Category Archives: tape

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Sony TC-158SD

Launched in 1976 at a non-inconsiderable £220, for a while this was Sony’s top portable stereo cassette recorder. It was intended for professional audio applications, but lent more towards the domestic home recordist than rival machines from the likes of Uher.

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Sony TC-158SD

Launched in 1976 at a non-inconsiderable £220, for a while this was Sony’s top portable stereo cassette recorder. It was intended for professional audio applications, but lent more towards the domestic home recordist than rival machines from the likes of Uher.

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Aiwa XD-S1100

It might seem routine these days, but the idea of recording digital audio on to a computer hard drive was the stuff of wonder thirty years ago. And even two decades back, it was only for big budget techno-whiz producers like Trevor

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Aiwa XD-S1100

It might seem routine these days, but the idea of recording digital audio on to a computer hard drive was the stuff of wonder thirty years ago. And even two decades back, it was only for big budget techno-whiz producers like Trevor

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Marantz DD-82

I remember the scene well. Tokyo 1991, Tower Records, Shibuya. At one end of the huge shop floor lurked two strange new hi-fi oddities. One was a Sony MZ-1, which was a small black MiniDisc portable. The other was a massive

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Marantz DD-82

I remember the scene well. Tokyo 1991, Tower Records, Shibuya. At one end of the huge shop floor lurked two strange new hi-fi oddities. One was a Sony MZ-1, which was a small black MiniDisc portable. The other was a massive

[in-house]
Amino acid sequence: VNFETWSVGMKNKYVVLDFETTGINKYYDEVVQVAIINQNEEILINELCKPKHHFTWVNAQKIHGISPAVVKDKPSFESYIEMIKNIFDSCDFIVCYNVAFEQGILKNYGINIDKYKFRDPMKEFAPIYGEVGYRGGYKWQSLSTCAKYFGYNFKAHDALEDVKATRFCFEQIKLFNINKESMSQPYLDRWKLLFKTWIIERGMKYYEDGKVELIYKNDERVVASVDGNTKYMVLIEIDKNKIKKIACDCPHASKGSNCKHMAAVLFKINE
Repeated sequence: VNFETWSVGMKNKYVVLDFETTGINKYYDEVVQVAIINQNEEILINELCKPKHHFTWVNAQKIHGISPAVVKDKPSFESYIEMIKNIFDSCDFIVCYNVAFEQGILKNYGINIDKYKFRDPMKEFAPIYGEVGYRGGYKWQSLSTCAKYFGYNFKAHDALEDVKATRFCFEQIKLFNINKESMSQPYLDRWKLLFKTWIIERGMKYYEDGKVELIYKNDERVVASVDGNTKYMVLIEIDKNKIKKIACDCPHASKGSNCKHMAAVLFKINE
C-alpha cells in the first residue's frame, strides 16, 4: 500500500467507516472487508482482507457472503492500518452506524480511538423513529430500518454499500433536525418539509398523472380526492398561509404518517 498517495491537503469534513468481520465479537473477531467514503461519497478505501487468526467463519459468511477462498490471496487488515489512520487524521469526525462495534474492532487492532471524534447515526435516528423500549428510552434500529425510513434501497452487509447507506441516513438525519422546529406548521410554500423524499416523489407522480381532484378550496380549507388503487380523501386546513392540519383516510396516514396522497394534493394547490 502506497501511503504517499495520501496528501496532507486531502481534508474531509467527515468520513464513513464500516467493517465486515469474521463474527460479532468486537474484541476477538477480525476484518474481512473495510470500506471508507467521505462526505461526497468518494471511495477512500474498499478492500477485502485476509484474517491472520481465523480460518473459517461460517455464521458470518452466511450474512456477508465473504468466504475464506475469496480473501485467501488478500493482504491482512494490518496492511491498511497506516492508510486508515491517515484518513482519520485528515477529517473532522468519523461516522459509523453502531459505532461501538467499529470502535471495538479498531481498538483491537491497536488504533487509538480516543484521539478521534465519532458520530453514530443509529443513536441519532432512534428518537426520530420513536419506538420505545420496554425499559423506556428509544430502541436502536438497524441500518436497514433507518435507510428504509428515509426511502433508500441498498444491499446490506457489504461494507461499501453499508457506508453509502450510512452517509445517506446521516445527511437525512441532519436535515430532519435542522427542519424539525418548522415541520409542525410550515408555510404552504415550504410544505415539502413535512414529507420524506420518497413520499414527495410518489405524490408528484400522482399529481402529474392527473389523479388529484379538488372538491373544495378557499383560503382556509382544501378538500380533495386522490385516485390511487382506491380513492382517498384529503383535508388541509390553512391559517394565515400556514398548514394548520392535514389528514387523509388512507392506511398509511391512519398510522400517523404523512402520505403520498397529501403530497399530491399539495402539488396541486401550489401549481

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The second age of Sony cassette decks

Sony set out its stall as a high end cassette deck manufacturer as far back as 1974 with the TC-177SD. A top loading, dual-capstan, three-head design, it was one of the most sophisticated machines around at the time, and presaged some excellent recorders

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The second age of Sony cassette decks

Sony set out its stall as a high end cassette deck manufacturer as far back as 1974 with the TC-177SD. A top loading, dual-capstan, three-head design, it was one of the most sophisticated machines around at the time, and presaged some excellent recorders

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Sony TC-K60

Costing Y80,000 (£300) in its native Japan when launched in 1978, this was a high end cassette deck with a difference. Indeed, for Sony it was an uncharacteristically clumsy attempt at bringing added convenience to the Compact Cassette format. The

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Sony TC-K60

Costing Y80,000 (£300) in its native Japan when launched in 1978, this was a high end cassette deck with a difference. Indeed, for Sony it was an uncharacteristically clumsy attempt at bringing added convenience to the Compact Cassette format. The

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Sharp RT-3151

Billed rather ambitiously as ‘The First Computer that Plays Music’, the Sharp RT-3151 (called the RT-3388 in the United States and Canada) was actually a fairly standard two-head, single capstan tape deck with an undistinguished permalloy record/reply head and an

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Sharp RT-3151

Billed rather ambitiously as ‘The First Computer that Plays Music’, the Sharp RT-3151 (called the RT-3388 in the United States and Canada) was actually a fairly standard two-head, single capstan tape deck with an undistinguished permalloy record/reply head and an

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Sony TC-K700ES

From the year that pre-recorded cassette sales overtook LP records, comes this swish black box. Whereas previous generations of flagship Sony cassette decks sported features that were once the stuff of dreams, the 1987 700ES brought nothing new to the party. It’s

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Sony TC-K700ES

From the year that pre-recorded cassette sales overtook LP records, comes this swish black box. Whereas previous generations of flagship Sony cassette decks sported features that were once the stuff of dreams, the 1987 700ES brought nothing new to the party. It’s